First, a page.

Media Companies Find New Ways to Exploit Their IP as Innovation Drives Content Creators

Intellectual property is what fuels today’s Hollywood. As the industry has become more risk-averse, fewer truly original screenplays are getting made, and ones that seem to be original often have some tie-in with recognizable properties (from music to video games to crime cases and other true stories), attaching most any given project to a proven success or brand. “Within the industry, it kind of gives executives and studios a little bit of cover, in the sense they’re able to say, ‘Look at this thing that already exists,’” notes producer/screenwriter James Vanderbilt, CCO of Project X Entertainment.

Vanderbilt is one of the panelist for Nov. 2’s AFM panel: Inspiration Is Everywhere: Accessing & Adapting IP for the Screen, alongside Margaret Boykin, VP development of film and television for the gaming company Ubisoft, and Charles Hopkins, director of development and production at Concord Originals. Moderated by UTA Media Rights Group co-head Jason Richman, the discussion will center on how writers, producers and distributors can identify IP from unlikely sources, then develop and produce projects from them.

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The top eight box office hits this year have been sequels or reboots, with a biopic (“Elvis”) and video game adaptation (”Uncharted”) rounding out the top 10.

Taking advantage of this new paradigm, more companies with IP catalogs are developing projects in-house or bringing them to studios. “Rather than waiting for the phone to ring, it’s about our team proactively identifying IP under our roof, then building out creative briefs and producing strategies to jumpstart all manner of projects,” said Hopkins. His division was created last year to utilize Concord’s extensive catalog of music and theatrical rights to create new movies, TV shows and podcasts.   

Some of the Concord projects are straightforward, like using footage from Creedence Clearwater Revival’s 1970 European tour for a recent Netflix doc, “Travelin’ Band.” Others require thinking outside the box and, as with talent agency packages, aim for synergy when possible: the division is using the catalog and folklore of musician Robert Johnson as the basis for a fictitious thriller, “The Bluesman,” penned by a playwright Concord publishes, Aleshea Harris.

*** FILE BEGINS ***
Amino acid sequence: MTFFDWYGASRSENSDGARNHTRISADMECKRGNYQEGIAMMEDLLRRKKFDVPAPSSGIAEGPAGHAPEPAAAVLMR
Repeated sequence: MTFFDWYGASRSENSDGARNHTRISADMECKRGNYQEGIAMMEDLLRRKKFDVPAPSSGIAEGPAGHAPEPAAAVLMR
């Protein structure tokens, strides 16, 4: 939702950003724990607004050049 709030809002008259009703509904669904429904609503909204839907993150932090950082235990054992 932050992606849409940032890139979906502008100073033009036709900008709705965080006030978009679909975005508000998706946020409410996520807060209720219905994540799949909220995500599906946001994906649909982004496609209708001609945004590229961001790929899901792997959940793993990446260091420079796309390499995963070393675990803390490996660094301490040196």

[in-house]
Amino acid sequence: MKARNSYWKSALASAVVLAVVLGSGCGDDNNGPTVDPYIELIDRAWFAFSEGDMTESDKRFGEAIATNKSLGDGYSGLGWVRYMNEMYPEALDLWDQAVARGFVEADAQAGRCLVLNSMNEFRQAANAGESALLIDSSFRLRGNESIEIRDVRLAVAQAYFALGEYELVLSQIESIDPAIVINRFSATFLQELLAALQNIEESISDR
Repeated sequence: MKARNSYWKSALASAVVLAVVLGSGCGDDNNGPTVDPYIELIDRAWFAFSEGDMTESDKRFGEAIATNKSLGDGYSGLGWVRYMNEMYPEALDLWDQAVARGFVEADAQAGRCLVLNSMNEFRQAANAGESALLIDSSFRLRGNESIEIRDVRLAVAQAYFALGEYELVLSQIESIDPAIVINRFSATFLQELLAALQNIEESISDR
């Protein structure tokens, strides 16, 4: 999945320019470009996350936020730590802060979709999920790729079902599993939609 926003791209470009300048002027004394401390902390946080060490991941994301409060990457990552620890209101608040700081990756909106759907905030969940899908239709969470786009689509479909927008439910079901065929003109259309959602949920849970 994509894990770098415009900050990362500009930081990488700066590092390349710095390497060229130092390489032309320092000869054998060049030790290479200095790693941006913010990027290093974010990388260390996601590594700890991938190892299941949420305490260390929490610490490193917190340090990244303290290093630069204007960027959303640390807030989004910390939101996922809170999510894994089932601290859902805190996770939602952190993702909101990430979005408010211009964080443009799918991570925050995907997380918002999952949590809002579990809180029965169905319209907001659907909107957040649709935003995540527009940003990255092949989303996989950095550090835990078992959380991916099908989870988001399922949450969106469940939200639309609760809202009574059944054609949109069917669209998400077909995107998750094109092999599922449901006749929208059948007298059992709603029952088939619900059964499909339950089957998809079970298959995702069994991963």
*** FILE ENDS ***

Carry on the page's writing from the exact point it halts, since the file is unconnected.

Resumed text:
“There’s a lot of creative opportunity within IP adaptation; it’s not just coloring inside the lines,” says Boykin. She cites the 2021 horror comedy “Werewolves Within,” based on a virtual reality game set in medieval times. “But we really use that as a jumping off point for the movie, which told a modern story.” Though it underperformed at the box office, she notes that it’s the highest-rated video game adaptation on Rotten Tomatoes. Another Ubisoft project, the comedy “Mythic Quest,” avoids any straightforward adaptation, instead offering a behind-the-scenes look at a fictional video game company. Apple TV+ premieres its third season on Nov. 11.

Vanderbilt has written a wide range of features, from “The Amazing Spider-Man” to the Robert Redford-led indie drama “Truth” (based on a book about Dan Rather’s George W. Bush reporting) to this year’s “Scream” reboot and next year’s sequel “Scream 6.” “With different sorts of IPs, when it’s not necessarily a direct adaptation of something, it can almost be at Trojan horse in which to tell your own stories,” he says. He goes on the cite his WGA-nominated work on “Zodiac” which, though based on Robert Graysmith’s nonfiction book “Zodiac Unmasked,” incorporated “an enormous amount of outside research” to include more about the police detective and reporter involved in the serial killer case.

“There’s been such a crazy run in terms of the increase in volume of the deals on our end, and just the desire and need for underlying materials driving the conversation across the film and television landscape,” says UTA Media Rights Group’s Richman. ”Business is better than ever.”

But while Hollywood will likely continue hedging its bets with IP for a while, Vanderbilt takes a different view. “There is no ‘sure thing’ IP, unless you’re making a Batman or Spider-Man movie,” he says. “It’s always sort of a pendulum, and we may be reaching a saturation point with [IP]. I think things are going to swing the other way, and people are going to be interested in original stuff a little more.”

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